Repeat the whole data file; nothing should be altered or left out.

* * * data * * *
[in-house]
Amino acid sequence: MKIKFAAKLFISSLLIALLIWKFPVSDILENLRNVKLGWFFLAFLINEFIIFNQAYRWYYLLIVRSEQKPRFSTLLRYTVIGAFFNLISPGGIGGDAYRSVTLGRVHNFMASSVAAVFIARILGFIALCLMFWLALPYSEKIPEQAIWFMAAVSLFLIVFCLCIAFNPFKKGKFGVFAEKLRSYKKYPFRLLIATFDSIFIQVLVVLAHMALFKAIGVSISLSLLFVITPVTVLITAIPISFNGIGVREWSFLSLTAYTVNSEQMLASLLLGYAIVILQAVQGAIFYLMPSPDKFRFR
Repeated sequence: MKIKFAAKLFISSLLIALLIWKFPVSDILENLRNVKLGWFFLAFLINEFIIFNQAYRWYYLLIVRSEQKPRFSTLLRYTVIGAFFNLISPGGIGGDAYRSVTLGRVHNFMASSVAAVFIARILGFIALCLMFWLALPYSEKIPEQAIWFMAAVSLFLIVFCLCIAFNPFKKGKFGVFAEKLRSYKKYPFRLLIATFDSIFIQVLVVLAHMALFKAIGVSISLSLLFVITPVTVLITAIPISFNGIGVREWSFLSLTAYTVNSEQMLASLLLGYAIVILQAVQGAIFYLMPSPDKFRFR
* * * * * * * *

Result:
[in-house]
Amino acid sequence: MKIKFAAKLFISSLLIALLIWKFPVSDILENLRNVKLGWFFLAFLINEFIIFNQAYRWYYLLIVRSEQKPRFSTLLRYTVIGAFFNLISPGGIGGDAYRSVTLGRVHNFMASSVAAVFIARILGFIALCLMFWLALPYSEKIPEQAIWFMAAVSLFLIVFCLCIAFNPFKKGKFGVFAEKLRSYKKYPFRLLIATFDSIFIQVLVVLAHMALFKAIGVSISLSLLFVITPVTVLITAIPISFNGIGVREWSFLSLTAYTVNSEQMLASLLLGYAIVILQAVQGAIFYLMPSPDKFRFR
Repeated sequence: MKIKFAAKLFISSLLIALLIWKFPVSDILENLRNVKLGWFFLAFLINEFIIFNQAYRWYYLLIVRSEQKPRFSTLLRYTVIGAFFNLISPGGIGGDAYRSVTLGRVHNFMASSVAAVFIARILGFIALCLMFWLALPYSEKIPEQAIWFMAAVSLFLIVFCLCIAFNPFKKGKFGVFAEKLRSYKKYPFRLLIATFDSIFIQVLVVLAHMALFKAIGVSISLSLLFVITPVTVLITAIPISFNGIGVREWSFLSLTAYTVNSEQMLASLLLGYAIVILQAVQGAIFYLMPSPDKFRFR